Notes Session 5 - Notes - Session 5 > Chapter 9:...

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Notes - Session 5 >>>>>>>>>>>>>>>>>>>>>>>>>>>>>>>>>>>>>>>>>>>>>>>>>>>>>>>>>>>>>>> Chapter 9: Forecasting Exchange Rates Chapter 10: Measuring Exposure to Exchange Rate Fluctuations >>>>>>>>>>>>>>>>>>>>>>>>>>>>>>>>>>>>>>>>>>>>>>>>>>>>>>>>>>>>>>> There are many reasons why a multinational firm needs to use exchange rate forecasts, including the need to minimize foreign exchange losses, the need to quote accurate prices in foreign currencies to customers and the need to select optimal international investments. Multinational firms are exposed to exchange rate losses through their existing and expected foreign currency- denominated accounts payables and receivables. In order to decide whether to use hedging strategies, the firm needs exchange rate forecasts. In order to quote a product price in a foreign currency, the multinational needs to estimate what exchange rate will be in effect at the time of sale and remittance. When multinationals make choices among international capital and portfolio investments, they need exchange rate forecasts extending out many years in order to make the correct decision. TECHNICAL AND FUNDAMENTAL ANALYSIS The primary methods used to forecast foreign exchange movements are technical analysis and fundamental analysis. Fundamental analysis use economic and financial theories to construct forecasts. (Much of your textbook to date has focused on fundamental analysis.) Some of the variables fundamental analysts consider in making their forecasts are balance of payments data, relative inflation and interest rates, purchasing power parity and so on. In contrast, technical analysts focus on price and volume data to determine past trends that they expect to continue into the future. Technical analysis of exchange movements resembles technical forecasting of stock prices. An important point to note in technical analysis is that future exchange rates are based current and past data, and that technical analysis assumes that price and volume patterns repeat. Unlike the theoretical approach taken by fundamental analysis, the time-series techniques used in technical analysis are not based upon theory or causality, but simply predict future values from the recent past. Fundamental analysts would argue that the past is not an accurate predictor of the future, because the environment changes. What do I mean? To use a simple example, a "technical approach" to forecasting retail store sales over the Christmas season would analyze past years of data and extrapolate trends which it would then use to forecast this year's sales. A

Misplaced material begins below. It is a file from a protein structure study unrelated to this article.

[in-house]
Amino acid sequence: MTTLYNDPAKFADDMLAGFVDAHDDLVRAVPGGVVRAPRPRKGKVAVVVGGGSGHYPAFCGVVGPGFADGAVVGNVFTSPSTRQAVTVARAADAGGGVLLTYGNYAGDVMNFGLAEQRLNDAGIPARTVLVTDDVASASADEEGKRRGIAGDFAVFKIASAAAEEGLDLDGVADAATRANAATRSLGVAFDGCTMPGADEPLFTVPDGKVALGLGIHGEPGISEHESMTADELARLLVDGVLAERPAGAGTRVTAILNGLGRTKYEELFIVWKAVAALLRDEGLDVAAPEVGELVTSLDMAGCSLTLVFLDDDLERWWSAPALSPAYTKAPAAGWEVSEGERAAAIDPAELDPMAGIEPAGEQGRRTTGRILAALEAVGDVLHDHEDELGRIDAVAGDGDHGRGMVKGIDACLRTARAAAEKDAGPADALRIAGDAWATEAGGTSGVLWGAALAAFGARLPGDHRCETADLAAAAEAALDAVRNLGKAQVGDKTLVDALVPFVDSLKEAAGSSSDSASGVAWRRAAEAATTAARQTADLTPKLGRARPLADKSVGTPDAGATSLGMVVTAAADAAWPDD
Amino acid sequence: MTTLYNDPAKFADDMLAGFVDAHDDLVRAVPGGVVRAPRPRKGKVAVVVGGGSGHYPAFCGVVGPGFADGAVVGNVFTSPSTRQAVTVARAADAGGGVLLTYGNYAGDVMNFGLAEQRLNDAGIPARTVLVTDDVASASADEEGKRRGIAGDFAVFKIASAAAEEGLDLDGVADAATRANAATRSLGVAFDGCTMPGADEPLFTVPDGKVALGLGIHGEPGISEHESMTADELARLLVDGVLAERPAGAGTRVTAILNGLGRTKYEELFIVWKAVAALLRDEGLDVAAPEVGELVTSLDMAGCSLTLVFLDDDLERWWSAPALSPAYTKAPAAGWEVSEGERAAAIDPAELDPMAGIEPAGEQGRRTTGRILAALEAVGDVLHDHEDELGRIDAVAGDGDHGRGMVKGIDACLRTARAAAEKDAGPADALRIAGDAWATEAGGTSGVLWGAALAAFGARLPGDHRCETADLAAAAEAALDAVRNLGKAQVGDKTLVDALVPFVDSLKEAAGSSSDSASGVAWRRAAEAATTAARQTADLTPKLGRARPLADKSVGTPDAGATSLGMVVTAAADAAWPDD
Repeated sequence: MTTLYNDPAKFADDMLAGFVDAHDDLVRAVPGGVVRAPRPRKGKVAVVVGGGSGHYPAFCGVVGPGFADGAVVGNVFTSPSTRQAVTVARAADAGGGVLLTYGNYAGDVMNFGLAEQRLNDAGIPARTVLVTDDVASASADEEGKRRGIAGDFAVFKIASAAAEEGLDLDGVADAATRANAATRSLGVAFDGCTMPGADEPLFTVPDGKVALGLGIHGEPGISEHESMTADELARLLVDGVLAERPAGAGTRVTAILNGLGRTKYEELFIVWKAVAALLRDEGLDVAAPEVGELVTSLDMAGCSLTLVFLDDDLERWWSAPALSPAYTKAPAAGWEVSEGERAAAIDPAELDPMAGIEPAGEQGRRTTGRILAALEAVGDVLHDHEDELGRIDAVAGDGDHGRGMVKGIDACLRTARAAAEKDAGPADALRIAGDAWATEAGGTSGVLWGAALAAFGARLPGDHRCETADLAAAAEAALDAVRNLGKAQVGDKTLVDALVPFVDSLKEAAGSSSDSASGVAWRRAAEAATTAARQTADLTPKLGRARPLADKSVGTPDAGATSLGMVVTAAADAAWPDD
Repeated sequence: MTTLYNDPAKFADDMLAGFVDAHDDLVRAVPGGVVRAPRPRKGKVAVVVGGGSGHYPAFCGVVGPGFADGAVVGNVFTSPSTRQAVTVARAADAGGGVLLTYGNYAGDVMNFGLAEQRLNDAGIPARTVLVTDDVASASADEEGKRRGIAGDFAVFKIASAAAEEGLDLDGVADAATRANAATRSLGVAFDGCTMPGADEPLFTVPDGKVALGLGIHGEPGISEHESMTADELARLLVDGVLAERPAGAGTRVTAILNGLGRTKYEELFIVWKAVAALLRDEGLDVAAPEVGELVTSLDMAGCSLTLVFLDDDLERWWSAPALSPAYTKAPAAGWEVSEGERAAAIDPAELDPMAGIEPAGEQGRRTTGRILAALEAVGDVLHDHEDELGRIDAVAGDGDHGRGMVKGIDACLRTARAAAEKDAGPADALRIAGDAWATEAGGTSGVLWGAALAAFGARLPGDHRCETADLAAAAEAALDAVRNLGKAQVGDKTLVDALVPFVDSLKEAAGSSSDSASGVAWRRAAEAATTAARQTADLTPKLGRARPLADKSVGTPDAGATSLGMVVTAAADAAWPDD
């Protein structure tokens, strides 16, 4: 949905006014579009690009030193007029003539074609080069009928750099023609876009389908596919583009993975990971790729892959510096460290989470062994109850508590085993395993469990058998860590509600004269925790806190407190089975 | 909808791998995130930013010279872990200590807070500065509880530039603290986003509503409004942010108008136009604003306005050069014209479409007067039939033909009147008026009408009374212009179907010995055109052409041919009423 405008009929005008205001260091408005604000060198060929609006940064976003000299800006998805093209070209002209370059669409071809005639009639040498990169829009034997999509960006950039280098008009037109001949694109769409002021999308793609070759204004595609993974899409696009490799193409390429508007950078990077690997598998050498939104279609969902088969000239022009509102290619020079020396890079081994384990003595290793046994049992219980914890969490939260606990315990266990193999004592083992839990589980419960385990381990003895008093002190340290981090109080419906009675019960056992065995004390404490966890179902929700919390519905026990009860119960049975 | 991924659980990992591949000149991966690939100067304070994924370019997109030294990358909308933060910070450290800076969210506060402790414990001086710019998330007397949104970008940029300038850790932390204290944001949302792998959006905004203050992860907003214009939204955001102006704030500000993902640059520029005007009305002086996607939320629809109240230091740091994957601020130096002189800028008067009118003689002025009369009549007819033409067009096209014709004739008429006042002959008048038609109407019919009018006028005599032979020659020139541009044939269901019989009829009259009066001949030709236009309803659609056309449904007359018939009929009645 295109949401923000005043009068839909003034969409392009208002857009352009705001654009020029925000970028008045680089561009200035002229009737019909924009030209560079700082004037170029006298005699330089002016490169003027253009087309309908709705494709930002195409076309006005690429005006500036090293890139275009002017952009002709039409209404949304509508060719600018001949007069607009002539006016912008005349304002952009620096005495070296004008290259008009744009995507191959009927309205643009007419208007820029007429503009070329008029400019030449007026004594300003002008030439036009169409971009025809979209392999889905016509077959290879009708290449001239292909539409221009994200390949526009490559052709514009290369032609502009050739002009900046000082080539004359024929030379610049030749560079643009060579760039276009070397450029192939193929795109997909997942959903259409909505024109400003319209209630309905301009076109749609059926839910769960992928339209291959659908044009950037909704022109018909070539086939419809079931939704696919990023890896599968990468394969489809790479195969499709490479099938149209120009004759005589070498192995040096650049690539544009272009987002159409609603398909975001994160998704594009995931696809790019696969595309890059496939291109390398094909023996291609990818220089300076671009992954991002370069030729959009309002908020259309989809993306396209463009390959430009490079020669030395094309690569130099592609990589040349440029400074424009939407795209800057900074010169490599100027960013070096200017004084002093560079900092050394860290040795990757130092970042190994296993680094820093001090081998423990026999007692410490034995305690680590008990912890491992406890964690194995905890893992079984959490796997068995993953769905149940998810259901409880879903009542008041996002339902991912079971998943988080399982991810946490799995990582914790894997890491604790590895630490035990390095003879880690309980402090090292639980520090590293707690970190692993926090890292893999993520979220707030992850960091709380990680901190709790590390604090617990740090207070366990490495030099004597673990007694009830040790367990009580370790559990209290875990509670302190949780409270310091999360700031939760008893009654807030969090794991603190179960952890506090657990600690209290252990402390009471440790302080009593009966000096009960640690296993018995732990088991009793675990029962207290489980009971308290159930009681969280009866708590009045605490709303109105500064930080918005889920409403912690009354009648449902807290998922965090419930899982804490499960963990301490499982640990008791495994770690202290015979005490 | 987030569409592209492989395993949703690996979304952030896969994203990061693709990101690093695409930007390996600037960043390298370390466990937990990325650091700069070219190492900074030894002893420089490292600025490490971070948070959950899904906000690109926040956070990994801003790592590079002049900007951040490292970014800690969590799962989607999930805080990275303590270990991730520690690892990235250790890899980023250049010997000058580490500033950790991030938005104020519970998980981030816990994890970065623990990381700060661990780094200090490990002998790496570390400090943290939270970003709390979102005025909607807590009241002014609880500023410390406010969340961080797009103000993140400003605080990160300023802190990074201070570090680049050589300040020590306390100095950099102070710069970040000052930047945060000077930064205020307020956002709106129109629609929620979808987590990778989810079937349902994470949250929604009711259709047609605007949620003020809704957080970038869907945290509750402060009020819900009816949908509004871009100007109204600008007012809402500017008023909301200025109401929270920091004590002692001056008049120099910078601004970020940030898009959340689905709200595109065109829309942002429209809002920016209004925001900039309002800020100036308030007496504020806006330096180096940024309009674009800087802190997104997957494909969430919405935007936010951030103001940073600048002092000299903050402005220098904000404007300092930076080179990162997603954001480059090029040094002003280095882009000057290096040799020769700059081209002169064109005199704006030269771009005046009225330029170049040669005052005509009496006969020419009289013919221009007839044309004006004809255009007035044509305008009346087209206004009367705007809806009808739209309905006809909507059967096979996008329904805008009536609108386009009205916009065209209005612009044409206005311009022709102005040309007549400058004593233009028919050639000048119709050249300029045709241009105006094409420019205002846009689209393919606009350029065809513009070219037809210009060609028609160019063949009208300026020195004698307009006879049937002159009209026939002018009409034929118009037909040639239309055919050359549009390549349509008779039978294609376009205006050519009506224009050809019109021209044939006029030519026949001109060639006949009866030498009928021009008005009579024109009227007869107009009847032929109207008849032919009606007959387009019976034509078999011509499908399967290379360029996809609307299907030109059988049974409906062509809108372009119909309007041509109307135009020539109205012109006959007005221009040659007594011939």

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Notes Session 5 - Notes - Session 5 > Chapter 9:...

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